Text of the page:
And in case you think it's just you that's seeing these messages, High Scalability has an essay asking the question whether Twitter's solution should be to throttle users' tweets-per-day. Not crazy considering the quality of service they're now providing. Here comes some real competition...
Friday we got to leave work early, so I got some piano in before meeting the wife and brother-in-law at the Cypress Street Pint and Plate for a few drinks ... who am I kidding? We were there until an undetermined time when somehow we walked the two blocks back home and scarfed on a take-out box of their delicious meatball sliders.
Saturday was exercise and coding, and then an evening of crawfish at Tedra and Bill's XXth annual Crawfish Boil. Sunday was a cookout at Alicia and Dan's (delicious lamb burgers filled with feta and spinach), then to Eddie's Attic with A & D & Jonelle & Theresa for a fun set of music by The Bonaventure Quartet (with Amy Pike of the long defunct Lost Continentals).
We cut out just before midnight to get Lisa home and rested for her Monday morning 10k at North Point Mall where I hung out at the only Starbucks in the world that doesn't offer wifi, free or otherwise. OTP is barbaric. We kicked back until noon and then headed up to Liz and Matt's to relax around the pool. For the rest of the day. Drinks and snacks that we really didn't need at the Vortex after we got home, resisting the end of the long weekend.
Two days out in the sun and no sunburn. A first, and a good omen for summer.
Finished reading the Ghost in the Shell GN and Palestine by Joe Sacco.
GitS was well-drawn if a bit dense at times. In contrast to the spare clarity of the Star Wars Manga (unfairly compared with Chaykin's Marvel version), GitS's pages are crowded with imagery, image styles, and meta-textual references. Although arguably appropriate for seminal cyberpunk, when paired with the alienating foreigness of face faults it feels uneven. It may require a re-read. I was also swimming in an effort to discern what parts made it to the movie, what made it to Stand Alone Complex, and what made it to 2nd GIG. That was an unnecessary exercise on my part, and only added to the chaos since references had no thematic or temporal organization.
Palestine had a similar flaw with frequent "meta" comments from the author examining his impulse to examine the Palestinian's occupation. Although the stories were fascinating, his over-examination of self was nothing more that increased self-absorbtion. Still, it's shocking to see what those people go through and are put through. The capacity for man to inflict suffering on his fellow man, etc. Palestine looks like, I'm sorry, a German prison camp.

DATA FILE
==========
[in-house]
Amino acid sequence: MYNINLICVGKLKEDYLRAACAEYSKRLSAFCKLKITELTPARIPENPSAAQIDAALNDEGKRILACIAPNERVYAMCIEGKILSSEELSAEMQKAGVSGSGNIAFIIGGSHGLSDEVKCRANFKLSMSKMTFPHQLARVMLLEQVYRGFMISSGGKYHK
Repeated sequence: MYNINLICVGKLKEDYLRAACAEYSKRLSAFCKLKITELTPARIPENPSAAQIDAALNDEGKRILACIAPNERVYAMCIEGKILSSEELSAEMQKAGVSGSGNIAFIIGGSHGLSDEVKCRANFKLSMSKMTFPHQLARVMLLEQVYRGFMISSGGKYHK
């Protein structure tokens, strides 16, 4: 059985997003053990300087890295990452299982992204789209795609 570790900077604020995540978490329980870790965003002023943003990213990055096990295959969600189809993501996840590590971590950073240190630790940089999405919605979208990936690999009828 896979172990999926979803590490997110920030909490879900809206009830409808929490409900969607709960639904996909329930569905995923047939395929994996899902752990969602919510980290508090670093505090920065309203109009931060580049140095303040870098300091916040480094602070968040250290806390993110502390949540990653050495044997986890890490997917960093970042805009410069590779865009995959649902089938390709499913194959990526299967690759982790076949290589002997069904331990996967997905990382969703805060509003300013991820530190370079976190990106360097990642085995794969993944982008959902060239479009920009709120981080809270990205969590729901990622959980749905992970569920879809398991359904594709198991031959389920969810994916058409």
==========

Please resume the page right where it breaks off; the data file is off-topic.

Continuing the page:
Reddit's comments, for political stories, will often turn aggressive when praise or defense of Obama is posted. Decrying the blind acclaim of Obama "fanboys," many posters will drop whatever the discussion at hand is and instead bring up his more lackluster moments. Certainly Obama has a passionate following, but it's not nearly as intense as Ron Paul--a Reddit darling--and not nearly as arrogantly optimistic as when the Republican field was still mutable and Ron Paul had a chance.
That being said, you don't see any Hillary fanboys in those comments. Nature of the environment, I guess. When I hear her defenders interviewed on NPR, I'm a little terrified. A certain segment of her followers say they will vote for McCain if Obama gets the nomination, repeating the accusations of sexism, a persecution that Hillary has passionately nurtured. The attempt to punish their own party for imagined sexism perpetrated by ... who? ... is like Bush invading Iraq for the sins of others. And, with the supposed similarities of Clinton and Obama, to choose the Bush disciple McCain over Obama is equally Bush-like and childish.
Admittedly, I've heard Obama supporters puzzle over the Hillary-or-McCain question if Obama doesn't get the nomination (a question asked more and more infrequently, given the recent results). Are they--myself at times included--being as petulant as the disgruntled Clinton supporters? Part of me is not so sure, and part of me reads the dutiful enumerations by Olbermann of Clinton's deceitful gaffes and sees the comparison as apples and oranges. Read for yourself:
We have forgiven you your insistence that there have been widespread calls for you to end your campaign, when such calls had been few.
We have forgiven you your misspeaking about Martin Luther King's relative importance to the Civil Rights movement.
We have forgiven you your misspeaking about your under-fire landing in Bosnia.
We have forgiven you insisting Michigan's vote wouldn't count and then claiming those who would not count it were Un-Democratic.
We have forgiven you pledging to not campaign in Florida and thus disenfranchise voters there, and then claim those who stuck to those rules were as wrong as those who defended slavery or denied women the vote.